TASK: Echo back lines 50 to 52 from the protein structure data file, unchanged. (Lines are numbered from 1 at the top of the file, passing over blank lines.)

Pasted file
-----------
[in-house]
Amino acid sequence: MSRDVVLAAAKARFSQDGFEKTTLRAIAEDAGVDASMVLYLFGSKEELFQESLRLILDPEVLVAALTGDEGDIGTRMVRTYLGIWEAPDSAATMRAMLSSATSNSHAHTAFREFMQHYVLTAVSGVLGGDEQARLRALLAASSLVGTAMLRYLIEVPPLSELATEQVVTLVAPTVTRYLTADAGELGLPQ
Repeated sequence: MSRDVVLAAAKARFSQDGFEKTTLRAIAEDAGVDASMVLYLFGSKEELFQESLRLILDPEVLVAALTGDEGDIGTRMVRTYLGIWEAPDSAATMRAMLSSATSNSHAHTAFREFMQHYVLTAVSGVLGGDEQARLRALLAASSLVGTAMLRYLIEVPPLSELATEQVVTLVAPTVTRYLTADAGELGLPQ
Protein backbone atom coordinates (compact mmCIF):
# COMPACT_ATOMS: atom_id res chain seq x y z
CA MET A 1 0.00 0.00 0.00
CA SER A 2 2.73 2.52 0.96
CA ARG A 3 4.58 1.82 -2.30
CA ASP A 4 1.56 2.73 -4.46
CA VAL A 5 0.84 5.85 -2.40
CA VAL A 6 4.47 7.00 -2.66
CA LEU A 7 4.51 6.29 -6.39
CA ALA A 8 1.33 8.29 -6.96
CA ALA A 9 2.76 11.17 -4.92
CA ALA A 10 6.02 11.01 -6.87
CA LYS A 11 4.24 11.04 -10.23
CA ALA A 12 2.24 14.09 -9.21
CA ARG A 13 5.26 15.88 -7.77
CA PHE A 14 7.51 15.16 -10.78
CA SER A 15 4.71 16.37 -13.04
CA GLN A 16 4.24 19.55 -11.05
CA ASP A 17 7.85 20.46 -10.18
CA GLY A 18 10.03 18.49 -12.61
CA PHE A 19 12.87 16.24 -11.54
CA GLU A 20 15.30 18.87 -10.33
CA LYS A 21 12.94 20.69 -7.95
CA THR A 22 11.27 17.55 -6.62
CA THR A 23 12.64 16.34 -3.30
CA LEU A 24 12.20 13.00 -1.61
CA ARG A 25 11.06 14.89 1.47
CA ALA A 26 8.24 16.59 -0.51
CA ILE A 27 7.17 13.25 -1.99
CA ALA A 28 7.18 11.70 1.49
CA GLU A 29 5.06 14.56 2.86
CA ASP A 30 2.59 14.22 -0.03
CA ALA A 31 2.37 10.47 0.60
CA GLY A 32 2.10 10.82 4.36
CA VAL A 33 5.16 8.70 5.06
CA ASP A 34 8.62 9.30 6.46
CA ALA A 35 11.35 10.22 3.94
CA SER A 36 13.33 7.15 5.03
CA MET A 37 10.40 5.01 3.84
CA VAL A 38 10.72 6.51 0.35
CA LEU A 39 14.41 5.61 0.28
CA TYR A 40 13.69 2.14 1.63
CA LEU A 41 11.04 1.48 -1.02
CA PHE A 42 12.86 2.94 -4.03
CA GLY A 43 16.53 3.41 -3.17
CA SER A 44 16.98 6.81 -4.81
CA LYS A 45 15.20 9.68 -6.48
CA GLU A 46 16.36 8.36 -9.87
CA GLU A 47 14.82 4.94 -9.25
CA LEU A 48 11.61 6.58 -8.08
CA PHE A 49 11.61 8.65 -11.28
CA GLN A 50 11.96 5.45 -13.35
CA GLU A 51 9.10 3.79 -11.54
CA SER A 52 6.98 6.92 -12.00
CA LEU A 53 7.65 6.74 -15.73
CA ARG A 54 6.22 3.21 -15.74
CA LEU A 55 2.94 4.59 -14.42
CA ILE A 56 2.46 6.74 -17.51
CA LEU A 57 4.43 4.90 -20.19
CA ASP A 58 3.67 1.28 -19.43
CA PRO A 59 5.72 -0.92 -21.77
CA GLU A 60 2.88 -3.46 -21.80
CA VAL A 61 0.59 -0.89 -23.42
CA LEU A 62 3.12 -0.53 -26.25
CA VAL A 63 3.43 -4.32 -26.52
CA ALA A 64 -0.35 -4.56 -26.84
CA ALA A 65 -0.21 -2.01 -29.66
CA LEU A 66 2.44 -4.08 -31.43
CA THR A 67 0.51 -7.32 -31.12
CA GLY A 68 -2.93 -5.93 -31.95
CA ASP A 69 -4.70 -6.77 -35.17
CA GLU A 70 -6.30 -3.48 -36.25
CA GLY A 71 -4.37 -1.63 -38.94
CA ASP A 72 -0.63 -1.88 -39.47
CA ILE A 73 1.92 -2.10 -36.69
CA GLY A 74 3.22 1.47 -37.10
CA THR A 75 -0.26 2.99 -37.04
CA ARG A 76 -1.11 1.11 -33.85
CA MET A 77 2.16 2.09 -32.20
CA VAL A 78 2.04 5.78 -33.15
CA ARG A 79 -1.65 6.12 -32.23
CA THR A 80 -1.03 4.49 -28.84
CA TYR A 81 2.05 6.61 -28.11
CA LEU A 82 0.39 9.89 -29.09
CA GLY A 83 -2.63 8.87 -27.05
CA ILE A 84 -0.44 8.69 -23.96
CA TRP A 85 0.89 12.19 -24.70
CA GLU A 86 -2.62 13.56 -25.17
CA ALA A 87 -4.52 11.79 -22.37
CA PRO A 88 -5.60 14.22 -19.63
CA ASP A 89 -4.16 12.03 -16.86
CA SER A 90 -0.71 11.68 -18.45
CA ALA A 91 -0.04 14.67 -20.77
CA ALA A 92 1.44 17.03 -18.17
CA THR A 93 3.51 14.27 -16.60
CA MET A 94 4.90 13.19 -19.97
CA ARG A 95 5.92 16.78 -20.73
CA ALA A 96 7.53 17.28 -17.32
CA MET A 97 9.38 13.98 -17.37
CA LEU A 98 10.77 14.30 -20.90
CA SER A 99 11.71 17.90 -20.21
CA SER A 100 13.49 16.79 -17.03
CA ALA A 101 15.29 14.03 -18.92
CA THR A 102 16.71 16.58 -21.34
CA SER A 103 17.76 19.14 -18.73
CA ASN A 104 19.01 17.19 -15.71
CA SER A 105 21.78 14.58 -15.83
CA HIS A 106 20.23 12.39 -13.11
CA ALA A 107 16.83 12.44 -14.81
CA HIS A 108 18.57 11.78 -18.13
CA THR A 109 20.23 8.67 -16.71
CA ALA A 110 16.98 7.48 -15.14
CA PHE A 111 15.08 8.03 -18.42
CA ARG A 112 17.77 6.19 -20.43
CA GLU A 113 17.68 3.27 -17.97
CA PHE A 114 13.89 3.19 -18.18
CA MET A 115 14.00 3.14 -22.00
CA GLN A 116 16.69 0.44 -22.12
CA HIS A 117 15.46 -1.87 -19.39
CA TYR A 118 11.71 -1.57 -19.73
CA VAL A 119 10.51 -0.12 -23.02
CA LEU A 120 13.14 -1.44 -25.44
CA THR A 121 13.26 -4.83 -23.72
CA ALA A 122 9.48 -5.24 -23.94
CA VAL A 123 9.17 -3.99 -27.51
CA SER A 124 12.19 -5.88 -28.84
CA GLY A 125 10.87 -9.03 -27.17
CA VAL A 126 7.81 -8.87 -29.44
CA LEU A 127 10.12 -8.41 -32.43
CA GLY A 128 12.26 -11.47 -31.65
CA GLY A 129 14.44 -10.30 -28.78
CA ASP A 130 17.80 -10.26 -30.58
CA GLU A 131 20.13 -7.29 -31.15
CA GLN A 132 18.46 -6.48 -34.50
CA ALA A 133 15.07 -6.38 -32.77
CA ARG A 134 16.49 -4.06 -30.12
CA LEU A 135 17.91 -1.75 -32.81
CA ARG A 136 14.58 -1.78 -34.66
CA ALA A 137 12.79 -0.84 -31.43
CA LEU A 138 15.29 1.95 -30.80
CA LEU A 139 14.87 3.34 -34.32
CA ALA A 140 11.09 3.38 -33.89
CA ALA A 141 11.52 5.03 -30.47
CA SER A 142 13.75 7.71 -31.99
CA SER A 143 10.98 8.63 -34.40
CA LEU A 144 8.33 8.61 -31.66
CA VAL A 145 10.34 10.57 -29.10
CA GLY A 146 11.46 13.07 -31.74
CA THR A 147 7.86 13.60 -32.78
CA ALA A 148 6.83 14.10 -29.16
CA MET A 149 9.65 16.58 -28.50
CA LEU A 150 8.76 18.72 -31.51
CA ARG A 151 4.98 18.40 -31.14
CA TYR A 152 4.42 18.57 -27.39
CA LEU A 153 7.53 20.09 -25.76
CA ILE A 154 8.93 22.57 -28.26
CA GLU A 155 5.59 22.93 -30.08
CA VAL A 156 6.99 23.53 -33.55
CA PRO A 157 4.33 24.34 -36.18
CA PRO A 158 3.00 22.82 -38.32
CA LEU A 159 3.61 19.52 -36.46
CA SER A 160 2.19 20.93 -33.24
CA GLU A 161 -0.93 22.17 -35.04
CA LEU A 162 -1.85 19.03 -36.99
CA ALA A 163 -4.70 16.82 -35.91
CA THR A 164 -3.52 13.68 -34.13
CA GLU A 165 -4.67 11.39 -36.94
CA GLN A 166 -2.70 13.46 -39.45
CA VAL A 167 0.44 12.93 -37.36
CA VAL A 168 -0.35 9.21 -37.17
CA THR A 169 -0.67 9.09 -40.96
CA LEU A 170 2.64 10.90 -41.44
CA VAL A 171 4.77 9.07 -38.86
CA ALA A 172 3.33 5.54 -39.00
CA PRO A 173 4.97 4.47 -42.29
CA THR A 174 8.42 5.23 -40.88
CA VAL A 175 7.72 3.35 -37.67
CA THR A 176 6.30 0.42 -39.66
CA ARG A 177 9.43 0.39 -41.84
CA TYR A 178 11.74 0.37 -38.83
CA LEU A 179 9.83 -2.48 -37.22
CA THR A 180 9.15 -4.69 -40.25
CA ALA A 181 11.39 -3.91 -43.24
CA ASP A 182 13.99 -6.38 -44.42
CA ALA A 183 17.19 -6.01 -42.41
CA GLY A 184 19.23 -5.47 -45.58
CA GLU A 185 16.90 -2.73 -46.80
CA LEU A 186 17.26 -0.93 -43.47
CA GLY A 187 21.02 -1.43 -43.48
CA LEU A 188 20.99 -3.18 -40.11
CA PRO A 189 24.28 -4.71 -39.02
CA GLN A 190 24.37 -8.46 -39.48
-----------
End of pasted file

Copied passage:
CA LYS A 45 15.20 9.68 -6.48
CA GLU A 46 16.36 8.36 -9.87
CA GLU A 47 14.82 4.94 -9.25